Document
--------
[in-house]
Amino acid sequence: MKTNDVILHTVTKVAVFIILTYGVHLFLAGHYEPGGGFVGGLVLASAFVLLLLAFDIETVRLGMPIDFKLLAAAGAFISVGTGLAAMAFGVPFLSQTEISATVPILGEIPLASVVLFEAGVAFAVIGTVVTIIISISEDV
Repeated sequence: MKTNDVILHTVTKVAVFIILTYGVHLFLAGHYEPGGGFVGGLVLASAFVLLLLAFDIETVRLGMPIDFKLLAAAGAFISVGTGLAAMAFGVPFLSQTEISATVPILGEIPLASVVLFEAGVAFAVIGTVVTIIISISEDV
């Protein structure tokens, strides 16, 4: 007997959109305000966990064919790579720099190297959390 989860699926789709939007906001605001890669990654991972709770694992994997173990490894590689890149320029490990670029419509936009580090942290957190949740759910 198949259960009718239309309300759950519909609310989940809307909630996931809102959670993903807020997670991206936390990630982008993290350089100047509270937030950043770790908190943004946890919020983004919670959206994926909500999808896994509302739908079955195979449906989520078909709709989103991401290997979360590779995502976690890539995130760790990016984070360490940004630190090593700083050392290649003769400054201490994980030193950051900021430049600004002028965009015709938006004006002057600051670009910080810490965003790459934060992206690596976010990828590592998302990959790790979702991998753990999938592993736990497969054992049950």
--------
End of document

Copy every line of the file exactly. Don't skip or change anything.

[in-house]
Amino acid sequence: MKTNDVILHTVTKVAVFIILTYGVHLFLAGHYEPGGGFVGGLVLASAFVLLLLAFDIETVRLGMPIDFKLLAAAGAFISVGTGLAAMAFGVPFLSQTEISATVPILGEIPLASVVLFEAGVAFAVIGTVVTIIISISEDV
Repeated sequence: MKTNDVILHTVTKVAVFIILTYGVHLFLAGHYEPGGGFVGGLVLASAFVLLLLAFDIETVRLGMPIDFKLLAAAGAFISVGTGLAAMAFGVPFLSQTEISATVPILGEIPLASVVLFEAGVAFAVIGTVVTIIISISEDV
């Protein structure tokens, strides 16, 4: 007997959109305000966990064919790579720099190297959390 989860699926789709939007906001605001890669990654991972709770694992994997173990490894590689890149320029490990670029419509936009580090942290957190949740759910 198949259960009718239309309300759950519909609310989940809307909630996931809102959670993903807020997670991206936390990630982008993290350089100047509270937030950043770790908190943004946890919020983004919670959206994926909500999808896994509302739908079955195979449906989520078909709709989103991401290997979360590779995502976690890539995130760790990016984070360490940004630190090593700083050392290649003769400054201490994980030193950051900021430049600004002028965009015709938006004006002057600051670009910080810490965003790459934060992206690596976010990828590592998302990959790790979702991998753990999938592993736990497969054992049950």